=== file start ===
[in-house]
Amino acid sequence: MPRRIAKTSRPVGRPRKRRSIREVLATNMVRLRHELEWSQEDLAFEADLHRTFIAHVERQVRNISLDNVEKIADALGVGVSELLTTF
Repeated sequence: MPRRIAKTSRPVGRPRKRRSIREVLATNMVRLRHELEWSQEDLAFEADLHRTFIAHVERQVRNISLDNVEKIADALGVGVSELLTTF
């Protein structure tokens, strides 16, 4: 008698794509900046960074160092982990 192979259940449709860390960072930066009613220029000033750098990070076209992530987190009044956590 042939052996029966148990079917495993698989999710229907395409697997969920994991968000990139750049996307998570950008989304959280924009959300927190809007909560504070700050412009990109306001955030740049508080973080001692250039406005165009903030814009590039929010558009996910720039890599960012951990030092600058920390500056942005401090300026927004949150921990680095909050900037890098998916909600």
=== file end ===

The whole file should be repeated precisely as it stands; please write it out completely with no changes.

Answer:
[in-house]
Amino acid sequence: MPRRIAKTSRPVGRPRKRRSIREVLATNMVRLRHELEWSQEDLAFEADLHRTFIAHVERQVRNISLDNVEKIADALGVGVSELLTTF
Repeated sequence: MPRRIAKTSRPVGRPRKRRSIREVLATNMVRLRHELEWSQEDLAFEADLHRTFIAHVERQVRNISLDNVEKIADALGVGVSELLTTF
């Protein structure tokens, strides 16, 4: 008698794509900046960074160092982990 192979259940449709860390960072930066009613220029000033750098990070076209992530987190009044956590 042939052996029966148990079917495993698989999710229907395409697997969920994991968000990139750049996307998570950008989304959280924009959300927190809007909560504070700050412009990109306001955030740049508080973080001692250039406005165009903030814009590039929010558009996910720039890599960012951990030092600058920390500056942005401090300026927004949150921990680095909050900037890098998916909600």